By Talmiz Ahmed
On Oct. 17, elements of the US-backed Syrian Democratic Forces (SDF) paraded through Raqqa’s Paradise Square, declaring the end of Daesh’s control of its “capital” in Syria. This followed the capture of Mosul, Daesh’s capital in Iraq, by Iraqi forces in June. While there are still pockets of resistance in Raqqa and parts of Iraq, the so-called “caliphate” has ceased to exist, just over three years after it was proclaimed.
At its peak two years ago, Daesh controlled territory the size of Britain and a population of 9 million, similar to that of Jordan. It had an armed force of over 100,000, income of several million dollars annually from oil sales and ransom, and a functioning government. Besides its core cadres from Iraq and Syria, it had attracted 40,000 foreign fighters from more than 100 countries.
Daesh controlled Raqqa for three years, gaining notoriety for its grisly beheadings displayed on social media, and for its harsh rule. Fearing the spread of this menace, the US worked assiduously to put together a global coalition of more than 70 countries, and train and mobilize local armed forces in Iraq and Syria, under Operation Inherent Resolve.
The US rejuvenated the Iraqi Army, which was supported by American and Iraqi special forces and by Iran-backed militias. In Syria, the US opted to develop a composite army, the SDF, comprised largely of Kurdish militants with some Arab elements.
These forces have decimated the structures of the “caliphate,” and killed or dispersed most of its fighters. Raqqa was subjected to massive aerial bombardment that broke Daesh’s ranks, but also destroyed large parts of the city.
Brett McGurk, the US diplomat heading anti-Daesh operations in Iraq and Syria, said in July that the group’s capacity to regenerate as a military force had ended. But the continuing threat of extremist violence remains very real. Since the victory parade in Raqqa, hundreds of mines, explosives and suicide vests have been discovered, suggesting that the remaining extremists are well-equipped to inflict considerable damage on soft targets. The most likely targets will be countries experiencing civil conflict and a breakdown in state authority, such as Iraq, Syria, Yemen, Somalia, Libya, parts of Nigeria and Egypt’s Sinai Peninsula. It is noteworthy that in Syria and Iraq, where Daesh has experienced significant setbacks, it is still able to carry out lethal bombings in Damascus and Baghdad. Civil conflicts in Syria, Yemen and Libya have destroyed the infrastructure of governance and civic life, leaving hundreds of thousands of people displaced and destitute.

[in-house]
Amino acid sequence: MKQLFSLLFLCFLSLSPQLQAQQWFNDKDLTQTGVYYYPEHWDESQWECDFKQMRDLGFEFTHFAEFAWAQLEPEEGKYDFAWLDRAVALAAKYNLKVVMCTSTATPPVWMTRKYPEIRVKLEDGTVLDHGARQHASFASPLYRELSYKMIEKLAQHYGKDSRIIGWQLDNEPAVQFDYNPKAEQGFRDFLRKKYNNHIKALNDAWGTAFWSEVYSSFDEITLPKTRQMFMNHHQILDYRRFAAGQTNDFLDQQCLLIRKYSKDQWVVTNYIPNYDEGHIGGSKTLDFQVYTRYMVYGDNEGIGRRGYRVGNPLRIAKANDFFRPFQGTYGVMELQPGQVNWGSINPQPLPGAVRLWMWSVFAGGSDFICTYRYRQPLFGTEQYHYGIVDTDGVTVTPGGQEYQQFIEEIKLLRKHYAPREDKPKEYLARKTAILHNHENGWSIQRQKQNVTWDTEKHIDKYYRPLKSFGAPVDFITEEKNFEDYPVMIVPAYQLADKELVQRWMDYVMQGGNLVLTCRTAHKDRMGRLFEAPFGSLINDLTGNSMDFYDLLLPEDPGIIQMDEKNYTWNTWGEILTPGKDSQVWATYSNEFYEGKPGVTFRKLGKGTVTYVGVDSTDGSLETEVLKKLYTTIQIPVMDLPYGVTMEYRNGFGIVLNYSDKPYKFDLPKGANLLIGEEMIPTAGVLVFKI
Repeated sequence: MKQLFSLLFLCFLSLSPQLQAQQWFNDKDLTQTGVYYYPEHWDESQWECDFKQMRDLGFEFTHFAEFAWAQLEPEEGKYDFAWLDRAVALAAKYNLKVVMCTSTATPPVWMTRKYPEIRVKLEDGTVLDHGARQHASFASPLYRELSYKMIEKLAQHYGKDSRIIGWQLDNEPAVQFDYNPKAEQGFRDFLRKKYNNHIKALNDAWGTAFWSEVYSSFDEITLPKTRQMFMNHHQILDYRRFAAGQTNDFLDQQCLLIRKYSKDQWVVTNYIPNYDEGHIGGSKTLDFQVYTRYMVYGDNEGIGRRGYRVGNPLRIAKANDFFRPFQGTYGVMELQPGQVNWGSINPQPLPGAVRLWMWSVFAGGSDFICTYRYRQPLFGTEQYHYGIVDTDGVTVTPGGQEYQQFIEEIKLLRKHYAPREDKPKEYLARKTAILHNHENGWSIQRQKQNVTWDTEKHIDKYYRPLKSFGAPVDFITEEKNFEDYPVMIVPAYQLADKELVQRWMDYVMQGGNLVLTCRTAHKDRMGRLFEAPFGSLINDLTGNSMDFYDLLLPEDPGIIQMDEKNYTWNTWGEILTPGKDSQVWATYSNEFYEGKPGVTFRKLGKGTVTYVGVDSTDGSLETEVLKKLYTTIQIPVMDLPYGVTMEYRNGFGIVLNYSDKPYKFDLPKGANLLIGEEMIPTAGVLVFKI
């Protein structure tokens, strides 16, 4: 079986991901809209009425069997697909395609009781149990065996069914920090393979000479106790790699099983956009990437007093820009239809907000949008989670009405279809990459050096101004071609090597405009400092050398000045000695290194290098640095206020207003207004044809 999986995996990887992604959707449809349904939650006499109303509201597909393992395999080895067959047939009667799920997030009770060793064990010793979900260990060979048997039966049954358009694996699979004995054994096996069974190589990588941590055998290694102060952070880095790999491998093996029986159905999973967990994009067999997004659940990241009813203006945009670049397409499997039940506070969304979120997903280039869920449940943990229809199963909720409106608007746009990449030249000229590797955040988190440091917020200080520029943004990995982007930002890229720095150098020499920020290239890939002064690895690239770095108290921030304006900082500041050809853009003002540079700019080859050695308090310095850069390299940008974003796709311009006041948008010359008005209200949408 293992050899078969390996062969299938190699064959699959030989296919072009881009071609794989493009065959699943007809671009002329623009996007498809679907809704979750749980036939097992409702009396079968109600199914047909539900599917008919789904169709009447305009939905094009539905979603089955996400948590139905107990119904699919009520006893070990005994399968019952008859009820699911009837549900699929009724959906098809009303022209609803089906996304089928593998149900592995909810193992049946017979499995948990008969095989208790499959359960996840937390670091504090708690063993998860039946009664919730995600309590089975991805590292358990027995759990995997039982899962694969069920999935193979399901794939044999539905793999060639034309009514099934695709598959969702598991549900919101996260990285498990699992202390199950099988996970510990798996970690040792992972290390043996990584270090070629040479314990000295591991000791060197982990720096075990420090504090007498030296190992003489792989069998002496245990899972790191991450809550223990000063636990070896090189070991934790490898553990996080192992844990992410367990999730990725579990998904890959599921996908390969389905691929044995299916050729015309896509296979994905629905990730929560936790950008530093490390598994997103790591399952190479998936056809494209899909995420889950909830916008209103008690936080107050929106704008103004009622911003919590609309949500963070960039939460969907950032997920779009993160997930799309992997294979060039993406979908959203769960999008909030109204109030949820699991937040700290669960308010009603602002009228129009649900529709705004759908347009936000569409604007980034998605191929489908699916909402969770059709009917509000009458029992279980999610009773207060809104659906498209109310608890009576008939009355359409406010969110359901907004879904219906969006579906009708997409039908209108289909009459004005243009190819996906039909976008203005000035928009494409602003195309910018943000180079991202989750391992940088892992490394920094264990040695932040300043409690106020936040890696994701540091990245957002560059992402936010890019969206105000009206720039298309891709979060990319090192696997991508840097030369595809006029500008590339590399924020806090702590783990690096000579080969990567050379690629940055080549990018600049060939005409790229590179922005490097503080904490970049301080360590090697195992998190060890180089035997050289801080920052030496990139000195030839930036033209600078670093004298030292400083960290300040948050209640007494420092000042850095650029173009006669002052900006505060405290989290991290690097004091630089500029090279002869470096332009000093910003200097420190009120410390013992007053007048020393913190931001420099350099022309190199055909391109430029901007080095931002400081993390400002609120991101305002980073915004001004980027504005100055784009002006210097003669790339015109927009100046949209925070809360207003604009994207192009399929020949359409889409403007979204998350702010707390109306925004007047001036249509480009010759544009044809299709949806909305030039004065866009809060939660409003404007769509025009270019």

Several thousand residents of Raqqa are eking out a miserable existence in inadequately funded and poorly organized makeshift camps. While the US and its allies are focused on war, they have little interest in reconstruction and nation-building projects, so “liberated” towns are becoming recruiting spaces for new jihadists. Besides weak central authority in Arab states experiencing conflict, regional sectarian and ethnic divisions will ensure that extremist groups continue to attract youths propelled by a sense of grievance and victimhood.
For instance, in the ongoing fight against Daesh remnants in Iraq, a leading role is being played by sections of the Iran-backed militias, some of them using prominent Shiite symbols and slogans. This is bound to encourage some Sunni youths in the country to join extremist groups.
The most dangerous aspect of extremist violence is the role of lone-wolf actors who attack soft targets in various parts of the world, particularly Europe. Their earlier activities do not indicate any direct association with radical groups; they seem to be indoctrinated via social media. Though several lone-wolf attacks have taken place in the West, no clear profile of the perpetrators has emerged that would enable security experts to pre-empt their attacks. Two years ago, former CIA chief Leon Panetta was quoted as saying: “I think we’re looking at kind of a 30-year war… one that will extend beyond Islamic State (Daesh) to include emerging threats in Nigeria, Somalia, Yemen, Libya and elsewhere.” This seems to be a very likely prospect.
(The author Talmiz Ahmad,is a former Indian diplomat, holds the Ram Sathe Chair for International Studies, Symbiosis International University, Pune, India.)